Life Insurance Ownership at a 50-Year Low

November 9, 2010

The poor economy has led Americans to cut corners on their life insurance—at levels not seen in half a century, according to a new study.

Only 44% of U.S. households have individual life insurance, according to the latest Trends in Life Insurance Ownership, a study conducted every six years by Limra, the investment research company.

That represents a 50-year low in U.S. life insurance ownership, according to the study, and means there are 11 million fewer households with life insurance than there were six years ago.

That little snippet was taken from this short article one of my friends posted on facebook this morning.

The article went on to state that people aren’t focusing on life insurance because they are have other financial priorities like retirement planning. This is sad when you figure that a $500,000 term insurance policy can be had for $20 to $30 per month. Who can’t afford that?

11 responses to Life Insurance Ownership at a 50-Year Low

  1. When finances are tight you have to make difficult decisions. I wonder it the aging population may also have some influence. Life insurance makes the most sense when you are raising a family – if something happens to you, you want the kids educations and well being taken care of. As we baby boomers age, our kids have graduated and are out on their own and so the need for life insurance decreases.

  2. LoveBeingRetired,

    Good point.

  3. I just don’t understand it. Even when I was drowning in debt, making $13,000/yr with a house payment and a car payment (never late on either btw) I always maintained life insurance.

    If you’ve ever known someone who’s spouse or child died without it, you’ll never go without life insurance ever again.

    It costs money to bury someone ($7,000 to $10,000) and settle those final expenses (medical and other debts) and thought the funeral home may appear compassionate, they don’t do handle anyone for free … even children.

  4. Wow, typos. That’s what I get for going too fast.

  5. I’m a little confused as to the term “individual life insurance.” Do they mean an individual policy outside of one’s workplace? I have life insurance through my employer benefits so it’s not clear to me if I’m in that 44% or not.

  6. Not trying to start an argument, but if you live close to the poverty line, then Social Security is all you likely need. As with most forms of insurance, the more you earn (or the more you need to protect) the more insurance you need.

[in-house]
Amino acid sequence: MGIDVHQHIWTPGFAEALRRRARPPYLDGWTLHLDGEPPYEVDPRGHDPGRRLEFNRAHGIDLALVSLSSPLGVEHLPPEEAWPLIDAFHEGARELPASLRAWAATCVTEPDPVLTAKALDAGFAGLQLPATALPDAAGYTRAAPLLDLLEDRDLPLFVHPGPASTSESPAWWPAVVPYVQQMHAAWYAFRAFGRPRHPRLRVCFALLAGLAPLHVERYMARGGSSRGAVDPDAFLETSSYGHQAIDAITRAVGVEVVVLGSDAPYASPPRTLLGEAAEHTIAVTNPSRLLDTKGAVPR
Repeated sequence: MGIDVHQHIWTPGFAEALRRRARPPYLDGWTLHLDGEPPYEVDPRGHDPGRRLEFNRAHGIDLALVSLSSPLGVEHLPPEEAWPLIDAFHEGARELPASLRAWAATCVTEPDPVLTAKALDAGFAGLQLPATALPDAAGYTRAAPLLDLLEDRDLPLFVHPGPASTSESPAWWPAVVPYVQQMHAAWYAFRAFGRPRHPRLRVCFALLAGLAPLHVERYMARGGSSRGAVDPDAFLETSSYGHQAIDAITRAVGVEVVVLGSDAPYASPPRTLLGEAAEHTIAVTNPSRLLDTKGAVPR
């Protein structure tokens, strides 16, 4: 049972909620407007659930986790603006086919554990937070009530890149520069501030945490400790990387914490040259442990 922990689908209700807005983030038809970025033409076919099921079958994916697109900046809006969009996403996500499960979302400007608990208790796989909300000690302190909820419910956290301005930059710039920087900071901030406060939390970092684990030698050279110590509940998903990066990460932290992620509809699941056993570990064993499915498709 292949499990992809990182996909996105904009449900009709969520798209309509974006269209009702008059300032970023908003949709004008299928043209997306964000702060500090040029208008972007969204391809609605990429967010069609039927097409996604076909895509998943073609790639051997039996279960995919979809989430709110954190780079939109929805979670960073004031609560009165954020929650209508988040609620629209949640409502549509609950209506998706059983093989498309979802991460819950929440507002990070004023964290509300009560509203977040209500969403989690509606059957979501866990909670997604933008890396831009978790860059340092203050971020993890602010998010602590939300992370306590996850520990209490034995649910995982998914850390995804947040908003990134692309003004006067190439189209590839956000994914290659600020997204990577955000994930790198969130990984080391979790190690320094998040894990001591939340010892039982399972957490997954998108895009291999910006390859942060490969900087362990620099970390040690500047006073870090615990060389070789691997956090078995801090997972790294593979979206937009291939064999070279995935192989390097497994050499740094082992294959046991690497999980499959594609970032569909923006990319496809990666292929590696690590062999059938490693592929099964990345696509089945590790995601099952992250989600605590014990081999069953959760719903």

83% of the population makes less than the social security cap, so based on these numbers there is a fair amount of people who earn less than the cap and are buying ‘extra’ life insurance.

    The question I ask is: why should you purchase more life-insurance, especially people who make less than the SS cap?

  7. BG: Who’s going to pay for your funeral expenses?
    That’s why everyone should have life insurance (no I don’t believe in insuring children…I’m just talking adults.) At least acquire enough to pay to dispose your carcass in the manner you’d desire. :)

  8. Stacey) I have enough saving to pay for funeral expenses out of pocket. Likely will do that as I do everything in life: CHEAP! cremation and put the dust in an old milk carton or something.


  9. Or just compost the garden w/you. :)

  10. The death benefit for a funeral that SS pays out is only $250. That is not nearly enough to get buried or cremated in even the cheapest manner.

    If you have kids under 18, there is a SS benefit for your wife and kids based on how much you made. The benefit only extends to two people though, so if you had three kids + wife, you’d only get benefits for 1 kid + wife. The benefit is really not enough for them to live on.

  11. #10 sm) good point. You got me studying the website and didn’t realize that the surviving spouse doesn’t get anything, unless you have kids or she is too old to spend it — I figured the surviving spouse got something regardless of her age if the bread-winner dies.

    You guys have convinced me, I’ll buy a policy for my wife’s benefit.

    Stacey) I need to check my HOA charter to see if there is something preventing me being used as compost like you recommend. I guess I should stay out of the easements just in case a phone line gets cut — don’t want some AT&T worker disturbing my ‘sleep’.